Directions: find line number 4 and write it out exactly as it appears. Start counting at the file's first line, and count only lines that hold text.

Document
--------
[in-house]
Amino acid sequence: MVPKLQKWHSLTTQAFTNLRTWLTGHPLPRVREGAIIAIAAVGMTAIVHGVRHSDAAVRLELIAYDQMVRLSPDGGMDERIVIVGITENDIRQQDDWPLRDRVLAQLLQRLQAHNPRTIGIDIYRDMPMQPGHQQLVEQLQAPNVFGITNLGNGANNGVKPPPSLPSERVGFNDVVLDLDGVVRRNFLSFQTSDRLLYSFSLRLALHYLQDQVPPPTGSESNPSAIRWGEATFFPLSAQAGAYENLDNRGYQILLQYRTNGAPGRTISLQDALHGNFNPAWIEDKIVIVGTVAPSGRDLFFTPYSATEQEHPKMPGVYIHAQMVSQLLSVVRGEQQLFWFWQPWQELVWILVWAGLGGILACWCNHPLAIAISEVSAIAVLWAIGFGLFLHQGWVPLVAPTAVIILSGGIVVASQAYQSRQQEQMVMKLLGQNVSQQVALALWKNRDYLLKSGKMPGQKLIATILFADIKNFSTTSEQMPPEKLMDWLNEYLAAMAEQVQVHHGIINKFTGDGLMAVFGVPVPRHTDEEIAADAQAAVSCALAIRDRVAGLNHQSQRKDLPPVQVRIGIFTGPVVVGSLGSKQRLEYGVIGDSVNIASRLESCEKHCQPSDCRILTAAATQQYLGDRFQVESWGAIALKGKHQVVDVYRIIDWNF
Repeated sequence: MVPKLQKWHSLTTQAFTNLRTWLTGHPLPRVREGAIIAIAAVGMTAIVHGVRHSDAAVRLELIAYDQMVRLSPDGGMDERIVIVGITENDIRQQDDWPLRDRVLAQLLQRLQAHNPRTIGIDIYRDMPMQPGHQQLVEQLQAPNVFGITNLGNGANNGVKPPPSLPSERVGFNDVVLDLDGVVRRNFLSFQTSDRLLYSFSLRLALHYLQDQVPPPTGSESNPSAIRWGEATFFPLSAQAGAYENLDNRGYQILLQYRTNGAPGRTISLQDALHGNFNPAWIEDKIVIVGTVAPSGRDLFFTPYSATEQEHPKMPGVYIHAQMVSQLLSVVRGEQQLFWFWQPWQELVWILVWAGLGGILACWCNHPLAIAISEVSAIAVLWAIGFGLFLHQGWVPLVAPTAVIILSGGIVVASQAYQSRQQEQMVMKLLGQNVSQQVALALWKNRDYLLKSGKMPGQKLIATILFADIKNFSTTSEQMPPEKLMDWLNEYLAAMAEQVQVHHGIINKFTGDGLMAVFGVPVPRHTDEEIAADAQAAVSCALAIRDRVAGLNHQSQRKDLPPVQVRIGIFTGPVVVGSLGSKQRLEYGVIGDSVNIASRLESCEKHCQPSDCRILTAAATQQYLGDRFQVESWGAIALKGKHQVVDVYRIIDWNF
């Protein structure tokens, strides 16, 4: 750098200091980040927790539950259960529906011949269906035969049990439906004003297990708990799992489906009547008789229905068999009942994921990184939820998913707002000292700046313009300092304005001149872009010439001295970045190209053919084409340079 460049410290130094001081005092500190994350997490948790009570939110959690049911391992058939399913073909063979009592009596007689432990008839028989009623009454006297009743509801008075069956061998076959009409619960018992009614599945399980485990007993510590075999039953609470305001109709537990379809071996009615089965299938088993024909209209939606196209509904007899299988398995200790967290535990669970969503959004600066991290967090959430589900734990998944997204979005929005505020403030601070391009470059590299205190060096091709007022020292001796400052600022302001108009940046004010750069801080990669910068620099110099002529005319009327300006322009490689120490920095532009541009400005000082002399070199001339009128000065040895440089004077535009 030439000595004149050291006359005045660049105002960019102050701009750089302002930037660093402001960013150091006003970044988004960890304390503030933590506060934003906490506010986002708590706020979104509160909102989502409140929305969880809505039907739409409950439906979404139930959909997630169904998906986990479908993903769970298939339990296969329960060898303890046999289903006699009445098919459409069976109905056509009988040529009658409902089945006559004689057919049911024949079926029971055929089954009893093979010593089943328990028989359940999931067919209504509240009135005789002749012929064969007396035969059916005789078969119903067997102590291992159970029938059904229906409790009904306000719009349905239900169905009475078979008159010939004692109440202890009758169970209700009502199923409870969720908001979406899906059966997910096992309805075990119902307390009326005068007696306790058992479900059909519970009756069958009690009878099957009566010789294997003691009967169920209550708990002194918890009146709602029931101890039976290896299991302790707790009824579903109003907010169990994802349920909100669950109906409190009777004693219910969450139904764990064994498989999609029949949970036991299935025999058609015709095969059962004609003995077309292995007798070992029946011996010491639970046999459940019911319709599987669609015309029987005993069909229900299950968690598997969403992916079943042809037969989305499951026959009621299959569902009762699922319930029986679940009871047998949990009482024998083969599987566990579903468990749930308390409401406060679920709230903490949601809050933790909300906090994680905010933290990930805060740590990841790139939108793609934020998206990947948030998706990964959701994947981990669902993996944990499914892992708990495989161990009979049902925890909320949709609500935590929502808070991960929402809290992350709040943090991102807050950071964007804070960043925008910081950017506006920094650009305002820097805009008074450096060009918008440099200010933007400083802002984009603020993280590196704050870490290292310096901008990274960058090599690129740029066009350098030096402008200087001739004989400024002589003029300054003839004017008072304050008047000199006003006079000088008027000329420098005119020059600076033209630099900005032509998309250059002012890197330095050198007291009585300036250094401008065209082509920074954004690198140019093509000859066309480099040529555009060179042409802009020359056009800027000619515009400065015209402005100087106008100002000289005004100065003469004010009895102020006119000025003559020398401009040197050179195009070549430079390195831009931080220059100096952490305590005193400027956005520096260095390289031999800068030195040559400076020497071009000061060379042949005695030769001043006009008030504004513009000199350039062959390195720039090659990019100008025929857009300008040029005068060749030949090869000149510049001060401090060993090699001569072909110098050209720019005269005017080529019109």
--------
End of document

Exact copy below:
């Protein structure tokens, strides 16, 4: 750098200091980040927790539950259960529906011949269906035969049990439906004003297990708990799992489906009547008789229905068999009942994921990184939820998913707002000292700046313009300092304005001149872009010439001295970045190209053919084409340079 460049410290130094001081005092500190994350997490948790009570939110959690049911391992058939399913073909063979009592009596007689432990008839028989009623009454006297009743509801008075069956061998076959009409619960018992009614599945399980485990007993510590075999039953609470305001109709537990379809071996009615089965299938088993024909209209939606196209509904007899299988398995200790967290535990669970969503959004600066991290967090959430589900734990998944997204979005929005505020403030601070391009470059590299205190060096091709007022020292001796400052600022302001108009940046004010750069801080990669910068620099110099002529005319009327300006322009490689120490920095532009541009400005000082002399070199001339009128000065040895440089004077535009 030439000595004149050291006359005045660049105002960019102050701009750089302002930037660093402001960013150091006003970044988004960890304390503030933590506060934003906490506010986002708590706020979104509160909102989502409140929305969880809505039907739409409950439906979404139930959909997630169904998906986990479908993903769970298939339990296969329960060898303890046999289903006699009445098919459409069976109905056509009988040529009658409902089945006559004689057919049911024949079926029971055929089954009893093979010593089943328990028989359940999931067919209504509240009135005789002749012929064969007396035969059916005789078969119903067997102590291992159970029938059904229906409790009904306000719009349905239900169905009475078979008159010939004692109440202890009758169970209700009502199923409870969720908001979406899906059966997910096992309805075990119902307390009326005068007696306790058992479900059909519970009756069958009690009878099957009566010789294997003691009967169920209550708990002194918890009146709602029931101890039976290896299991302790707790009824579903109003907010169990994802349920909100669950109906409190009777004693219910969450139904764990064994498989999609029949949970036991299935025999058609015709095969059962004609003995077309292995007798070992029946011996010491639970046999459940019911319709599987669609015309029987005993069909229900299950968690598997969403992916079943042809037969989305499951026959009621299959569902009762699922319930029986679940009871047998949990009482024998083969599987566990579903468990749930308390409401406060679920709230903490949601809050933790909300906090994680905010933290990930805060740590990841790139939108793609934020998206990947948030998706990964959701994947981990669902993996944990499914892992708990495989161990009979049902925890909320949709609500935590929502808070991960929402809290992350709040943090991102807050950071964007804070960043925008910081950017506006920094650009305002820097805009008074450096060009918008440099200010933007400083802002984009603020993280590196704050870490290292310096901008990274960058090599690129740029066009350098030096402008200087001739004989400024002589003029300054003839004017008072304050008047000199006003006079000088008027000329420098005119020059600076033209630099900005032509998309250059002012890197330095050198007291009585300036250094401008065209082509920074954004690198140019093509000859066309480099040529555009060179042409802009020359056009800027000619515009400065015209402005100087106008100002000289005004100065003469004010009895102020006119000025003559020398401009040197050179195009070549430079390195831009931080220059100096952490305590005193400027956005520096260095390289031999800068030195040559400076020497071009000061060379042949005695030769001043006009008030504004513009000199350039062959390195720039090659990019100008025929857009300008040029005068060749030949090869000149510049001060401090060993090699001569072909110098050209720019005269005017080529019109």